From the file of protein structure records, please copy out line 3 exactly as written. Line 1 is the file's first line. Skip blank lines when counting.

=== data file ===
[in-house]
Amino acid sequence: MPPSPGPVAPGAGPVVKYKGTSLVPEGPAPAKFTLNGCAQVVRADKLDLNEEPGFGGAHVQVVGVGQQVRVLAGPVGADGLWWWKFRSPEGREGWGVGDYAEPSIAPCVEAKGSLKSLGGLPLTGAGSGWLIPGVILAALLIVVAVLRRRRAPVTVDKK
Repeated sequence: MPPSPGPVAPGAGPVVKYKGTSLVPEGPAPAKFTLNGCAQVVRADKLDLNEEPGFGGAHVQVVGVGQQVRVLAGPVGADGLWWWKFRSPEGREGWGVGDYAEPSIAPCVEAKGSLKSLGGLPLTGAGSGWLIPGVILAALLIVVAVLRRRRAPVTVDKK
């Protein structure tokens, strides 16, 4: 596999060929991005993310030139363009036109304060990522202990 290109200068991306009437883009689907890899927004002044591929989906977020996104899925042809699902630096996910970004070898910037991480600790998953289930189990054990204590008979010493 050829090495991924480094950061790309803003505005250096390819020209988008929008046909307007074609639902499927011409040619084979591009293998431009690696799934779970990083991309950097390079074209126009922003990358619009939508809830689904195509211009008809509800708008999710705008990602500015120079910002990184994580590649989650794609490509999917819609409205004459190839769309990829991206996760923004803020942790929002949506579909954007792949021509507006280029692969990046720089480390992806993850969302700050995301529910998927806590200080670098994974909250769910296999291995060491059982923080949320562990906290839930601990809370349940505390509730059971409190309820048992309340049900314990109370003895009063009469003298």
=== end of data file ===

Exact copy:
Repeated sequence: MPPSPGPVAPGAGPVVKYKGTSLVPEGPAPAKFTLNGCAQVVRADKLDLNEEPGFGGAHVQVVGVGQQVRVLAGPVGADGLWWWKFRSPEGREGWGVGDYAEPSIAPCVEAKGSLKSLGGLPLTGAGSGWLIPGVILAALLIVVAVLRRRRAPVTVDKK